After yesterday’s 14% plunge, bitcoin (BTC) clawed back to around $40,000 during Asian trading hours on Thursday, but still remained under pressure.
Sharp price swings have become the norm this week as the broader uptrend weakens in a way that is similar to what happened to bitcoin in 2018 at the start of a bear market.
Bitcoin faces resistance at around $45,000, defined by the 50-period volume weighted moving average on the four-hour chart.
The relative strength index (RSI) remains oversold on the four-hour chart, although buyers are on the sideline as volatility rises.
Bitcoin is stabilizing around the 200-day moving average. A decisive break below $40,000 would signal a trend shift from bullish to bearish.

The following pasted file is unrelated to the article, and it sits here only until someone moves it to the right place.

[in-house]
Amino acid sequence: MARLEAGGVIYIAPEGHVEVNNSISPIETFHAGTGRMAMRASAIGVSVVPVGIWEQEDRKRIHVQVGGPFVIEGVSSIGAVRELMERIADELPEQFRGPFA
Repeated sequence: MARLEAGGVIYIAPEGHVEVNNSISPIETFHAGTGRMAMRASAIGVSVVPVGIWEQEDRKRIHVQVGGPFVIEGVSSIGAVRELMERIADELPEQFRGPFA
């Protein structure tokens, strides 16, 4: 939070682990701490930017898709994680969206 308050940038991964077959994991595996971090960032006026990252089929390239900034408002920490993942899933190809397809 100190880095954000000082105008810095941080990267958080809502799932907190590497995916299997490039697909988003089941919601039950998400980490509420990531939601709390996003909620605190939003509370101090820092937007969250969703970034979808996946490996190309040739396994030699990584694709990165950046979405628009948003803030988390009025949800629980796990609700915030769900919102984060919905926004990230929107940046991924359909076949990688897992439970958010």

Lower support is seen at around $27,000, which is a roughly 60% retracement of the March 2020 low.
“$27,000 may be a more realistic gauge of support given the lack of oversold buy signals, which is probably a function of how fast the pullback unfolded,” Katie Stockton, managing partner of Fairlead Strategies, said in an interview with CoinDesk.
Sharp drawdowns of about 40% are common toward the end of a bull market, similar to 2017 and 2018.